A conviction for certain moving violations can add points to your license. At eight points or higher, you may face repercussions from the Arizona Motor Vehicle Department. The Arizona Point System of offenses includes criminal speeding as a 3-point offense.
The full range of point offenses includes:
- 0 points. Dismissal of charges
- 0 points. Non-moving violations
- 2 points. All other moving violations not listed below
- 3 points. Civil or criminal speeding
- 3 points. Driving over or parking in a gore area near a traffic ramp
- 4 points. Failure to stop or yield, causing serious injury
- 6 points. Leaving the scene of an accident
- 6 points. Failure to stop or yield, causing death
- 8 points. Aggressive or reckless driving
- 8 points. Driving under the influence of alcohol or drugs
Accumulating eight or more points in 12 months requires attendance at Traffic Survival School (TSS) in addition to any sentences handed down by the court in any criminal moving violation case.
While a single conviction of criminal speeding in Arizona will only add three points to your license, habitual speeding and convictions can put you over the eight-point limit before requiring traffic school. In addition, you must also serve the mandatory minimums for a criminal speeding conviction.
Have an Experienced Attorney Represent You in Court for Your Criminal Speeding Charge
Many people don’t consider excessive speed to require an attorney to defend them. They don’t realize that criminal speeding in Arizona goes through criminal court, just like assault, burglary, or domestic violence.
If you’re facing charges for excessive speeding in Arizona, you have three options:
- Plead guilty during the arraignment.
- Don’t hire an attorney, and represent yourself instead.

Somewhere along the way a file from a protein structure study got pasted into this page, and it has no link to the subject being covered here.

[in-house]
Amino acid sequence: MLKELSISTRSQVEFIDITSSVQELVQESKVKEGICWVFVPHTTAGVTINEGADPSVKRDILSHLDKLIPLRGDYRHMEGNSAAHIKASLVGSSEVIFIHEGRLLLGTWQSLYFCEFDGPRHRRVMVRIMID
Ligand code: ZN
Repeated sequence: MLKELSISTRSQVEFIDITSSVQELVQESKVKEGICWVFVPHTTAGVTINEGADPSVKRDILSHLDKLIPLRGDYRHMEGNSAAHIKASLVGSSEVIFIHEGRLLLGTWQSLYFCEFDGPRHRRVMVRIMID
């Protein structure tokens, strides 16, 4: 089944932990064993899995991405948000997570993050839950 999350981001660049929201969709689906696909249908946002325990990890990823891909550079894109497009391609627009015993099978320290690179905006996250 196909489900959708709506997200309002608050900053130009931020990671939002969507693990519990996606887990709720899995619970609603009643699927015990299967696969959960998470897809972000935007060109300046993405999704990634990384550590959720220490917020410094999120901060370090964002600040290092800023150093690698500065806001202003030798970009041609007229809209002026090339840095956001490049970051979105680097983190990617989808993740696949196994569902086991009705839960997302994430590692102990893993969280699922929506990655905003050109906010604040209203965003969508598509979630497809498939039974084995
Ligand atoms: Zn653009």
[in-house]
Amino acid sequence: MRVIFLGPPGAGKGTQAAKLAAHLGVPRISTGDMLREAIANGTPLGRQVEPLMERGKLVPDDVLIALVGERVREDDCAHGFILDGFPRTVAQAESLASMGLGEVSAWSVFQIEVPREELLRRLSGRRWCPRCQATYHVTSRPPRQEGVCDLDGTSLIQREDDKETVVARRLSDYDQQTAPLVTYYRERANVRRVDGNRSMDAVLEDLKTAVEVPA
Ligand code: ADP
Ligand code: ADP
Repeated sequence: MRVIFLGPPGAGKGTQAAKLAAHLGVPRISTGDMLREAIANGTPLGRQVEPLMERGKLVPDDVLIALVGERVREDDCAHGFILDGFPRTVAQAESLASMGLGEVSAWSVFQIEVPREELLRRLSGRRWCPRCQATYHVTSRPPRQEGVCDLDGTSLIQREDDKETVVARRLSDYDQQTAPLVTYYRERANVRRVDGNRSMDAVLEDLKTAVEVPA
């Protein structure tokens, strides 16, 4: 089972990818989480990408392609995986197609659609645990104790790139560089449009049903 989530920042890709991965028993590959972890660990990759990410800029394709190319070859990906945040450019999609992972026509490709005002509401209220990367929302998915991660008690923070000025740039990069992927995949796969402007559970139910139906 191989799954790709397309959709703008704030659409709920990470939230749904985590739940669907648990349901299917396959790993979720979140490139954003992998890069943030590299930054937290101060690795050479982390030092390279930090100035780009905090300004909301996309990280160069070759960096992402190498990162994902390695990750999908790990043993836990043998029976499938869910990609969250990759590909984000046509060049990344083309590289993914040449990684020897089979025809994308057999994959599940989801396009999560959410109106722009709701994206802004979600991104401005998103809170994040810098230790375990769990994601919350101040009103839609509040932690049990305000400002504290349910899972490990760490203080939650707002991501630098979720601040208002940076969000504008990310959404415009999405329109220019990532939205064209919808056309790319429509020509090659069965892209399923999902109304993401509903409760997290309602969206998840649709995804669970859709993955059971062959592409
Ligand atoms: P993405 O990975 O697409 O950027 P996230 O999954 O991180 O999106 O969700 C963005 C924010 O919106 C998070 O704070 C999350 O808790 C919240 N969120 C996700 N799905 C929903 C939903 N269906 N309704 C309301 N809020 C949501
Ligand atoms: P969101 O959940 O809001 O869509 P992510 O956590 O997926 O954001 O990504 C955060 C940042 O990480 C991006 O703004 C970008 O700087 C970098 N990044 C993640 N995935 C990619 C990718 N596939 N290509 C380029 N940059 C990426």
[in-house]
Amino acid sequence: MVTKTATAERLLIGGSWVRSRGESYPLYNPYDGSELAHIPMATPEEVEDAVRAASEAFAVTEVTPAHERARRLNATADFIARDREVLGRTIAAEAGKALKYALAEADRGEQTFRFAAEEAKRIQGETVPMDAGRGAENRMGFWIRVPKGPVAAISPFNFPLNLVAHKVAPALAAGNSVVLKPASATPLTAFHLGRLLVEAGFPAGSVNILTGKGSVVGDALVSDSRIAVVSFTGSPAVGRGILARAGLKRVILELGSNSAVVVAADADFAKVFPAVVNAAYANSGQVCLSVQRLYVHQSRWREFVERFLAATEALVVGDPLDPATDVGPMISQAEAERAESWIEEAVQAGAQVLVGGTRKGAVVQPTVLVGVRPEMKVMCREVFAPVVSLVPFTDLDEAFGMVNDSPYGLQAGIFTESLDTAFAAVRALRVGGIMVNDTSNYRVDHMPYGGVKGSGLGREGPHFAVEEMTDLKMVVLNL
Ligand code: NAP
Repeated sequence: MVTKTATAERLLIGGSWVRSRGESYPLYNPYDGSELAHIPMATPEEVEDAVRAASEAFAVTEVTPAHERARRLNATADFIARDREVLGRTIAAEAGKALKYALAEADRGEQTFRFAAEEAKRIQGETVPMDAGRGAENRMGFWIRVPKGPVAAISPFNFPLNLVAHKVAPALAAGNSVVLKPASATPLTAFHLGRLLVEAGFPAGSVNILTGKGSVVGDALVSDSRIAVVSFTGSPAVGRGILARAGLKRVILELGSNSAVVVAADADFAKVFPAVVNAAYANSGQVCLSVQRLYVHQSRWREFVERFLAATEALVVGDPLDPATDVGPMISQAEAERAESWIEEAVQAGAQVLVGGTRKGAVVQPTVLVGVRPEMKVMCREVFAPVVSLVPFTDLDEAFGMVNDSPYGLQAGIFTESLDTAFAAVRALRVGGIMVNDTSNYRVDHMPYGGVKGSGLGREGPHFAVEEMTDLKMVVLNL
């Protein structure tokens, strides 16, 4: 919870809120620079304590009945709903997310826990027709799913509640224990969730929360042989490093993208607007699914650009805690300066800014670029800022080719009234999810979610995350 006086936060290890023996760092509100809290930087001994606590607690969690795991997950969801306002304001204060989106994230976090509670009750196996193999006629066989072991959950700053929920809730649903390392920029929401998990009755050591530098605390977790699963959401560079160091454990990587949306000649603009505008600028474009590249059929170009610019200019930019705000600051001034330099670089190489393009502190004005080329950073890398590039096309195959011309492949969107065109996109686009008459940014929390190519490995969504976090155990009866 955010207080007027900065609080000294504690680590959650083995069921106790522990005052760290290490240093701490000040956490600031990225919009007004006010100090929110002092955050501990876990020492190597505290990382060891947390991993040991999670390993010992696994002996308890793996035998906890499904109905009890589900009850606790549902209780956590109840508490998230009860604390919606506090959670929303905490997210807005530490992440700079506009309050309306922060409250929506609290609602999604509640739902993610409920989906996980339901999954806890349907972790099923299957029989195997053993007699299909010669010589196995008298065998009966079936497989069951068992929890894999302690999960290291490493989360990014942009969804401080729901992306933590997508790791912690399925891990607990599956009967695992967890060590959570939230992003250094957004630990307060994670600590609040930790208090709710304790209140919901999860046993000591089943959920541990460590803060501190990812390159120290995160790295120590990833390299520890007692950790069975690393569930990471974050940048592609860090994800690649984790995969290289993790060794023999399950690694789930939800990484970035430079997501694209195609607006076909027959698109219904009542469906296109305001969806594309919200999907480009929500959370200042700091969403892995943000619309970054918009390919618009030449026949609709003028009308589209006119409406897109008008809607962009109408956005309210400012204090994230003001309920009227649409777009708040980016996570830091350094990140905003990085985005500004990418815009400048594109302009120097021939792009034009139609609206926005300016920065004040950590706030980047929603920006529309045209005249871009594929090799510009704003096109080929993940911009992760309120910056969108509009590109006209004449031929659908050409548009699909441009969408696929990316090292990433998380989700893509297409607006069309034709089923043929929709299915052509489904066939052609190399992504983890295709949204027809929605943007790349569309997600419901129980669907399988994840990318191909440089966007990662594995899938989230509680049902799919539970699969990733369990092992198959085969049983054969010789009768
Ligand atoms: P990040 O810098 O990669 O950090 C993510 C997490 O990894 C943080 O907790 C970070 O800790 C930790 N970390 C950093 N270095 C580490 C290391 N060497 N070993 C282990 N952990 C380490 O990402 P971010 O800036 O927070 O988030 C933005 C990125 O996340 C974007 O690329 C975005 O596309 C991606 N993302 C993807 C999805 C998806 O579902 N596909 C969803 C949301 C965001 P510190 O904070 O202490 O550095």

- Hire an experienced criminal attorney to help build a defense against the prosecutor’s position.
If you plead guilty, your record will include a criminal conviction, which is non-expungable in Arizona. You will also receive three points on your license.
If you plead not guilty, the court will assign a prosecutor to your case to represent the officer who wrote your excessive speeding ticket. Their only goal is to obtain a conviction. As such, it’s not wise to attempt to defend yourself without an experienced attorney.
Court Procedures for an Excessive Speeding Ticket
Criminal court procedures differ from civil court procedures. If you miss a court date, you may receive additional charges for contempt of court.
Look at your ticket to find which court you or your attorney needs to report to—and when—for your arraignment. The arraignment is the date when you will enter your plea with the court. You also need to learn your rights in the case and the maximum penalties for a conviction of criminal speeding in Arizona.
After entering a plea of not guilty, your attorney and the prosecution will enter initial discovery, where both parties gather information about the details of the case. Your attorney and the prosecution will both gather and exchange case-specific information such as:
- Certifications and licensing records
- Dash cam and body cam footage
- GPS tracking data
- Traffic pattern research
- Radar gun maintenance logs
- The ticketing officer’s disciplinary history
Discovery occurs throughout the pre-trial conferences and court dates as new information comes to light.
Pre-trial conferences are informal meetings between the defense and the prosecutor to discuss evidence, issues with disclosures or discovery requests, and mitigating factors of the case.
During discovery and pre-trial conferences, the state must supply evidence to meet the burden of proof to support a conviction. The prosecution often does not have substantial evidence, allowing your defense attorney to file for dismissal, reduced charges, or reduced sentencing.
Case Resolution for Excessive Speed
Case resolutions come in many forms. Your case resolution depends on the judge, the exhibition of speed above the posted speed limit, the ticketing officer, and additional special circumstances in your case. Some common resolutions include:
- Not-guilty verdicts
- Pre-trial dismissals
- Dismissals with LifeSkills, Traffic Survival School, or Wise Choice Alternatives
- Reduction from criminal offense to civil offense, deferred prosecution, or non-moving violation
- Reduction of sentencing to community service